"What's the most powerful slingshot?" From all the questions I answered, this was by far the most common. Power seems to attract, and nobody wants to be caught with a "weak" model.
There is no such thing as the most powerful slingshot. The power is defined by the bands, not by the frame. You can attach almost any commercial band to your slingshot, and still can make more poweful bands by yourself. There only limit is your strength.
Before you start to buy speargun tubes and try turning your wristrocket into a piece of long-range artillery, be reasonable and determine how much power you need. Most usual commercial slingshots have enough power for target shooting up to 25 yards, and take quarry up to the size of a small cottontail. Do you really need more?
There are several disadvantages coming along with power. Things get more dangerous, you'll have to use more expensive ammo, your muscles will fatigue faster and, most important, your accuracy will decline. Maybe you actually can pull a slingshot with speargun tubing - but can you hold it steadily, and hit what you want? A strong bowhunter might say "of course", but most shooters can't. In my opinion, accuracy is more important tham velocity.
What most people don't know is that a there are a few little tricks to improve velocity and accuracy. Let's start with the....
Yes, the bands. I can't stress enough how important they are. They store the power, they make the pellet fly, and make you inaccurate if pull weight is too high. By exchanging them, you can completely change the slingshots' shooting characteristics.
Every shooter has his own draw length. You determine it by stretching out your arm sideways, and measuring the distance between anchor point (cheek) and the middle of the fist. As a rule of thumb, the this value should be divided by 5, and don't forget to add the lenght needed to attach the bands on the fork ends. Overly long bands are the #1 power and accuracy drain. But keep in mind that shortening the bands does decrease their lifespan, and you should do it only to a certain degree, until you feel comfortable with pull and power.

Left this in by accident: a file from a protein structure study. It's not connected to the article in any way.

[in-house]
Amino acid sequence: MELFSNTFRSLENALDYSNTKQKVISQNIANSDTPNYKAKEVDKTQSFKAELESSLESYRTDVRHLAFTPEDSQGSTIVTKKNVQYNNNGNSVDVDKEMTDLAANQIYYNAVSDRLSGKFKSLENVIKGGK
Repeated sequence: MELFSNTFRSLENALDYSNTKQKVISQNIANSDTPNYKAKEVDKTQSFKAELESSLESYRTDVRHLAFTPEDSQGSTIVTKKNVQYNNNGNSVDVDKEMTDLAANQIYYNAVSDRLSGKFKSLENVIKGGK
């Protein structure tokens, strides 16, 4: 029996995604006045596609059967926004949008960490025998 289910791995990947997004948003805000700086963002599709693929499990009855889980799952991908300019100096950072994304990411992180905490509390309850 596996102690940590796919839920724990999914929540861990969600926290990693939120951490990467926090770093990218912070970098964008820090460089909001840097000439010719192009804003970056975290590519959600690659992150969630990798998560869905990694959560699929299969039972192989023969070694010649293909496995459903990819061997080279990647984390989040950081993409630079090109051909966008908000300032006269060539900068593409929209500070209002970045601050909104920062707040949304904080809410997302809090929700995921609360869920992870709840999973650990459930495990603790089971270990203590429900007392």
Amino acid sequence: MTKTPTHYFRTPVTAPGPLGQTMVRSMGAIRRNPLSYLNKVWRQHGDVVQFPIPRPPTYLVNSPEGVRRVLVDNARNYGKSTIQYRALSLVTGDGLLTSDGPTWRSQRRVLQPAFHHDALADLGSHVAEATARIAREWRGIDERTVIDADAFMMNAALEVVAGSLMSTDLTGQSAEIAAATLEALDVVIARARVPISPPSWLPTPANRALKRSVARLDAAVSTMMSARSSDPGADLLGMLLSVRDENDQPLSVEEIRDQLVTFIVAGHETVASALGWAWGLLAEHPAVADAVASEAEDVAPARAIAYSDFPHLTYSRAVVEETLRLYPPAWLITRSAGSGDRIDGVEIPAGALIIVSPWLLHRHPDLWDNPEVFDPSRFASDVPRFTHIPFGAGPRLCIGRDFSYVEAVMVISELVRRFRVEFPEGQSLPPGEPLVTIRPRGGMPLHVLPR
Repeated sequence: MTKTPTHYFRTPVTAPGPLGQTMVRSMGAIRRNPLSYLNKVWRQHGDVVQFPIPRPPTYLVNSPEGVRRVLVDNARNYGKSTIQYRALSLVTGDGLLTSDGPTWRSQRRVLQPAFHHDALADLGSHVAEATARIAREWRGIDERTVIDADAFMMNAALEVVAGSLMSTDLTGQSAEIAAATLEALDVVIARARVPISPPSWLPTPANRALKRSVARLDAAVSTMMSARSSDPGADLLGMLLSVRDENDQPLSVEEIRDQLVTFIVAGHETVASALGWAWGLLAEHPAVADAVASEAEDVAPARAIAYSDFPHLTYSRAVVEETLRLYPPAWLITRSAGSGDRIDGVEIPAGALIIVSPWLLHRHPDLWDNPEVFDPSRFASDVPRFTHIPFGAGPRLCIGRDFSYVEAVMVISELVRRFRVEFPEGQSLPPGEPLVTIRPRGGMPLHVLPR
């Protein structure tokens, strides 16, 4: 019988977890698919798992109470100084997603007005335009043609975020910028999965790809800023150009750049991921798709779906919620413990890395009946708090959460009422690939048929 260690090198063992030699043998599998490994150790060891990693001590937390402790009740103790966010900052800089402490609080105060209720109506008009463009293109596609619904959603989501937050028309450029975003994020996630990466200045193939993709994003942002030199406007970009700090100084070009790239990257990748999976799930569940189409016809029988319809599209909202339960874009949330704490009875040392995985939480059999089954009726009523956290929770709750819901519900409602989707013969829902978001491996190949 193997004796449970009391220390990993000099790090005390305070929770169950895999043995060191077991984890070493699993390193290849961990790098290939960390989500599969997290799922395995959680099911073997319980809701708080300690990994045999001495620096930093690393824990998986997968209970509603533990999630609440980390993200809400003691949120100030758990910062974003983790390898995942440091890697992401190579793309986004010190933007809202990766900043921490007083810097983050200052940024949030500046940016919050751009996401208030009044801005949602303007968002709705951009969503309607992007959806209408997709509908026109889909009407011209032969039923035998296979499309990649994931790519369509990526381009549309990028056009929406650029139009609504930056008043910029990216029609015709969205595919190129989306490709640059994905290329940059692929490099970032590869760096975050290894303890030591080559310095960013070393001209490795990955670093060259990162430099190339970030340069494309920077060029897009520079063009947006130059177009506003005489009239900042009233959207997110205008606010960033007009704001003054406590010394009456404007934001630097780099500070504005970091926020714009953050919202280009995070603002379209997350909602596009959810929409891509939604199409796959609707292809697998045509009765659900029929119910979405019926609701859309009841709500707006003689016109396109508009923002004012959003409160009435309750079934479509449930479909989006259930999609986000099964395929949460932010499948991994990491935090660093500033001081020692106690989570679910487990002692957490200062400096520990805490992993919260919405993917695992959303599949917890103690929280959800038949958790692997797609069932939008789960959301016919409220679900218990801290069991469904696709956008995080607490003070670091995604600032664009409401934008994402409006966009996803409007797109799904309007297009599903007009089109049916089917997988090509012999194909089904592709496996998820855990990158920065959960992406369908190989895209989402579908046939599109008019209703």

Second, align the bands properly. The pouch must be in a 90° angle to the handle, the rubber tubes must hang back relaxed, witout inner twist.
Still not satisfied? Think about getting new bands which fit better to your needs. My favourites are the Trumark bands, but Barnett, Saunders and Crosman also make good ones. The Marksman "Laserhawk" tapered bands claim to be powerful, but in fact, they are the weakest one I know. Don't hesitate to buy bands from a different brand than your slingshot is, it usually works well. Or make your own assemblies - check the rubber pages for more information!
Neat little trick: Punch a small hole right in the middle of the pouch. When you load a pellet, it is easier to center it.
You can try to punch in some additional holes for reduction of mass and friction, but be careful not to take away too much of it.
A very important issue! Steel pellets come in 1/4", 5/16", 3/8" and 1/2" size. If you use normal "heavy pull" bands, the 1/2" ball will deliver more than 4 times the energy of a 1/4" pellet! Using big ammo is absolutely essential. There is absolutely no use for a ultra-high-power band assembly, as long as you use small steel balls! Consider 3/8" as minimum if you want to make powerful shots. Every serious and ethical hunter will take 1/2". If you plan using one of these selfmade ultra-power speargun-tubing models, you have to look for big bore lead balls, or all the efforts will be worthless.
Keep it away from excessive sunlight if you don't use it. Wipe the bands with "Turtle wax 2001 Super protectant". keep it clean, and use fine sandpaper to smooth the fork ends, in case they are nicked. And don't let it rot inside an old cupboard - slingshots need a lot of love and must be shot frequently!
If you need more information, read Power and if you want some formulas, go to Science.doc